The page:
By Christina Hager, WBZ-TVBy Christina Hager

WORCESTER (CBS) – On a raw December day in 1999, six firefighters ran into the abandoned Worcester Cold Storage warehouse to save homeless people they thought were inside. They did not make it out alive.

“It’s a different day for me,” said Worcester’s emotional Deputy Chief Geoffrey Gardell Wednesday afternoon, 15 years after the tragedy. “Five out of the six were friends of mine. Tough day.” He says firefighting technology has made great advances since then. “We would be able to find them from the exterior if that happened today.”

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Toxic air sensors developed at Worcester Polytechnic Institute. (WBZ-TV)

Toxic air sensors developed at Worcester Polytechnic Institute. (WBZ-TV)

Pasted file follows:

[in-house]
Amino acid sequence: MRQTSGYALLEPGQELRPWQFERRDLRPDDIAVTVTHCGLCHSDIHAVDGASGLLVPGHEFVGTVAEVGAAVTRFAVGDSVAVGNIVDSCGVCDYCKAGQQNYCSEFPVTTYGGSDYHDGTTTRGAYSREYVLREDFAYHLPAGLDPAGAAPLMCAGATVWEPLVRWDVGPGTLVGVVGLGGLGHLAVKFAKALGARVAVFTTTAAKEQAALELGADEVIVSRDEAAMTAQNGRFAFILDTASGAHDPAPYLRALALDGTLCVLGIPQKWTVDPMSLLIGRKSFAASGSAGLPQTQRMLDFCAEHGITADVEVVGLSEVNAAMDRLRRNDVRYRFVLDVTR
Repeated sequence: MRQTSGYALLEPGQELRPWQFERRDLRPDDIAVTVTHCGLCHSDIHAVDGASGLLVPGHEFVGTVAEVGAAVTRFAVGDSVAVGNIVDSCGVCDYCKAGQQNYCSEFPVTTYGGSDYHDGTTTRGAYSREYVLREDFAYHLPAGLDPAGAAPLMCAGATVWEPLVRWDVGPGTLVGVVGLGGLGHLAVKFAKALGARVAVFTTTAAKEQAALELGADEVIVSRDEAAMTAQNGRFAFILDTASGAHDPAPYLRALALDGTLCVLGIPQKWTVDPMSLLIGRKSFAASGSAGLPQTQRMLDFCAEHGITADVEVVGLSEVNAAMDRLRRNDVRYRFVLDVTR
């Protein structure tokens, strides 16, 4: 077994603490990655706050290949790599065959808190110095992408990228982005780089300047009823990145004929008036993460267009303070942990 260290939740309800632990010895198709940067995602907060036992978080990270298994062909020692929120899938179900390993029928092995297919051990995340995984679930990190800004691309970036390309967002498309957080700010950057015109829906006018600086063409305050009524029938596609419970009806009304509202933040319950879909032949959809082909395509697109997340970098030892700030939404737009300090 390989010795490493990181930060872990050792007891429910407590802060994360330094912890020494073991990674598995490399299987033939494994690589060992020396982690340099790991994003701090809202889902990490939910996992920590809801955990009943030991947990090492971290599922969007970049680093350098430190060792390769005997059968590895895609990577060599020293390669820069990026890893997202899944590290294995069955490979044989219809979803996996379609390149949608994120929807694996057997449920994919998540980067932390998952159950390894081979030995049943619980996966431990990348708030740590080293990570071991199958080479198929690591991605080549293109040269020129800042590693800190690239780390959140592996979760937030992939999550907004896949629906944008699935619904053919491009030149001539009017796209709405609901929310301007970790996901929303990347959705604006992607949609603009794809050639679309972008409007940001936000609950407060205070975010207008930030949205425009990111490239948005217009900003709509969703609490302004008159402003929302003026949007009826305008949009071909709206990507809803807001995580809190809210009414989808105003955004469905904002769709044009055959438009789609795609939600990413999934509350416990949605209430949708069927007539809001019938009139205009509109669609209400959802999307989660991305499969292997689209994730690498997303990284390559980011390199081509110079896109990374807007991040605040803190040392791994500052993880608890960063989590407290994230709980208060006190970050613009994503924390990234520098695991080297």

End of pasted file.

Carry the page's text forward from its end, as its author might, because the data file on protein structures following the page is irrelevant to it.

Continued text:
That is, in part, because of research at the Worcester Polytechnic Institute’s Center for First Responder Technology. It’s a department the school created in response to the warehouse fire. “Somebody has to stand up for the firefighters,” says WPI researcher David Cygnanski. “It’s made us more and more dedicated to develop solutions that help save their lives. They do enough to save others’ lives.”

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Researchers have spent the last decade-and-a-half working on devices to track firefighters when they go into buildings. They’re now testing something new: toxic air sensors. “If they take off their mask, and we detect toxic levels, then it’ll alert by sounding the alarm,” explained WPI researcher Jim Duckworth.

Worcester observed the 15-year commemoration with a moment of silence in front of the Franklin Street Fire Station at 6:13, the exact time the call came in for the warehouse fire.

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Christina Hager